HP Says Quanta Flouting Order In $438.7M Price-Fix Win

By Michelle Casady
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Law360 (April 14, 2020, 8:58 PM EDT) -- HP Inc. wants Quanta Storage Inc. held in contempt for taking too long to turn over assets to satisfy a $438.7 million price-fixing judgment, but Quanta told a Texas federal judge Tuesday its efforts to comply are being complicated by the COVID-19 pandemic.

HP on Monday told U.S. District Judge David Hittner that Quanta was in contempt of his April 1 turnover order and asked the court to consider sanctions of $50,000 a day. Quanta countered Tuesday that Judge Hittner's order contained "no deadline," and that HP can't "unilaterally create" a deadline for Quanta's compliance.
Quanta pointed out for the court that HP is rushing ahead to execute the judgment entered by Judge Hittner while at the same time "enjoying a one-month extension" to respond to Quanta's appeal of the judgment pending with the Fifth Circuit.

"As Quanta has previously shown the court, its assets outside the United States are primarily comprised on real property (e.g. factories) in Taiwan and China," Quanta said. "As a result of the pandemic, Quanta has effectively been divested of its manpower and managerial and operational capacities in order to comply with Taiwanese emergency regulations."

Jake Wang, the head of Quanta's legal department, told Law360 on Tuesday that the company "has always been and will continue to" try to comply with the turnover order.

"We are not trying to delay the process," he said. "We're trying to expedite it, and there are things out of our control right now."

Wang said that 99% of the company's assets are in Taiwan, and because Quanta is a publicly traded company there, "that status raises the threshold as far as how and what we can do to comply with a U.S. court order when it's not considered final from the Taiwanese law prospective."

Counsel for HP pointed to arguments made in the filing when reached for comment Tuesday.

On Monday, HP asked the court to schedule a show cause hearing where Quanta's president, chief executive officer or chief financial officer would have to explain why it shouldn't be held in contempt and face sanctions for failing to comply with the turnover order, which it said was only entered after Quanta's "refusal to post a supersedeas bond." Quanta had argued it's unable to post bond partly due to complications from the COVID-19 pandemic.

Judge Hittner this month allowed HP to enforce the blockbuster judgment despite the pending appeal Quanta lodged with the Fifth Circuit. HP's request to enforce the judgment was granted after Quanta failed to post $85 million in bond by March 27.

HP said the contempt order could, for example, require Quanta and its top executives or board members to pay $50,000 a day until the company complies with the court's turnover order. HP also reurged a request lodged this year asking Judge Hittner to appoint a receiver to the case should Quanta be held in contempt.

HP requested a receiver be appointed to dispose of Quanta's patents, trademarks and copyrights. Judge Hittner said HP failed to show a receiver was necessary, but he did order Quanta to turn over certain property, which HP has said includes $167 million in cash, as well as intellectual property and licensing revenue. The order also granted HP's request for a temporary restraining order to prevent Quanta from liquidating its assets.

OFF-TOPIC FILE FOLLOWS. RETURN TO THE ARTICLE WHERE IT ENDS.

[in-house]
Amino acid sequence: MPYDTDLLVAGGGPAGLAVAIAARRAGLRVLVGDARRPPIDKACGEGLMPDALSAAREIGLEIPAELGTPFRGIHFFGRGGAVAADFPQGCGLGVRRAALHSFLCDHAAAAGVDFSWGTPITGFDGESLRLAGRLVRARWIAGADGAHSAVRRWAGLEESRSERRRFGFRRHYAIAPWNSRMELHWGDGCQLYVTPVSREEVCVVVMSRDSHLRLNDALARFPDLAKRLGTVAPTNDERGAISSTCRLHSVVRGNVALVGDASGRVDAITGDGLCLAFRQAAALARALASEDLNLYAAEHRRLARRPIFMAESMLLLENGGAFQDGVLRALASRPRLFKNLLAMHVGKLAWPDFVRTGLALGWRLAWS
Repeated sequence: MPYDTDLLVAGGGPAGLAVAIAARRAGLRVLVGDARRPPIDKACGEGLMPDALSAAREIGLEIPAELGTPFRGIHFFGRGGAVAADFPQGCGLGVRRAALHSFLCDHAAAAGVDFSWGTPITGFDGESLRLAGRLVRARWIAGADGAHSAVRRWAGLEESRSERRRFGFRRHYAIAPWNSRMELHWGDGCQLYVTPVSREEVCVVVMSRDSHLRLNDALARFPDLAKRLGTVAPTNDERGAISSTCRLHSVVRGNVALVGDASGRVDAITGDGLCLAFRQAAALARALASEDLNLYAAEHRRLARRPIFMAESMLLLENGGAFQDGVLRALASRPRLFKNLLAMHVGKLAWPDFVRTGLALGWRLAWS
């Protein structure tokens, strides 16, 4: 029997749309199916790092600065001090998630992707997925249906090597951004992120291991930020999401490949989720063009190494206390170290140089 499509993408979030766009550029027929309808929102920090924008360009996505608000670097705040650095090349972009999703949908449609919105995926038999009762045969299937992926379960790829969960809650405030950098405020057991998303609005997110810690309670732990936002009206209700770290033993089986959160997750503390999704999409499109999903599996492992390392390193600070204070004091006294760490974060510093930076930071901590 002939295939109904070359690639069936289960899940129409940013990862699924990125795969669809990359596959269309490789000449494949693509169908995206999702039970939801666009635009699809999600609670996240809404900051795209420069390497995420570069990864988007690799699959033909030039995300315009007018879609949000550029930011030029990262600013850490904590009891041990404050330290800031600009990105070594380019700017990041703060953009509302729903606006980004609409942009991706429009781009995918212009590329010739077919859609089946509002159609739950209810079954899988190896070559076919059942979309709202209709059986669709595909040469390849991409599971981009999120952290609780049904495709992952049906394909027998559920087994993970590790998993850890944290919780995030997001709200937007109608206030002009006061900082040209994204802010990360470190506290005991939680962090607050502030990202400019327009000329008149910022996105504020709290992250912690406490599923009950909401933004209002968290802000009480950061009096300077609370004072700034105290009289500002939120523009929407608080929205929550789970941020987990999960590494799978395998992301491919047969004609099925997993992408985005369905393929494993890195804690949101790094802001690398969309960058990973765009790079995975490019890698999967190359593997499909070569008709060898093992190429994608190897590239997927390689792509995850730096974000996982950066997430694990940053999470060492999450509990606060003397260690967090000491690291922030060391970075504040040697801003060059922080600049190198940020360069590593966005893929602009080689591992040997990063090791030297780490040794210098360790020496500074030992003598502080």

A Houston jury found in October that Taiwan-based Quanta had participated in a scheme to fix the price of optical disk drives, which are a key component for reading and writing data on CDs, DVDs and Blu-ray discs and are used in computers, video game consoles and other devices. The jury awarded HP $176 million, which Judge Hittner nearly tripled in his January judgment.

Quanta has appealed to the Fifth Circuit, arguing that the electronics giant didn't show how many drives it purchased itself rather than through foreign subsidiaries and is asking for the judgment to be reversed or for a new trial.

The case dates to 2013, when HP accused several companies that make optical disk drives of price-fixing, following a U.S. Department of Justice investigation into the industry. Most of the companies, including Toshiba Corp., Hitachi-LG Data Storage Inc., Panasonic Corp. and Samsung Electronics Co. Ltd. had entered into confidential settlements by 2017, leaving Quanta as the sole defendant at trial.

HP is represented by Alistair B. Dawson, Alex B. Roberts and Garrett S. Brawley of Beck Redden LLP.

Quanta is represented by Marie R. Yeates, Harry Reasoner, Michael A. Heidler and Bryan U. Gividen of Vinson & Elkins LLP.

The case is Hewlett-Packard Co. v. Quanta Storage Inc. et al., case number 4:18-cv-00762, in the U.S. District Court for the Southern District of Texas. The appellate case is Hewlett-Packard Co. v. Quanta Storage Inc. et al., case number 19-20799, in the U.S. Court of Appeals for the Fifth Circuit.

--Additional reporting by Matthew Perlman. Editing by Orlando Lorenzo.

For a reprint of this article, please contact reprints@law360.com.

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Case Title

Hewlett-Packard Company v. Toshiba Corporation et al

Case Number



Texas Southern

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Date Filed

March 09, 2018

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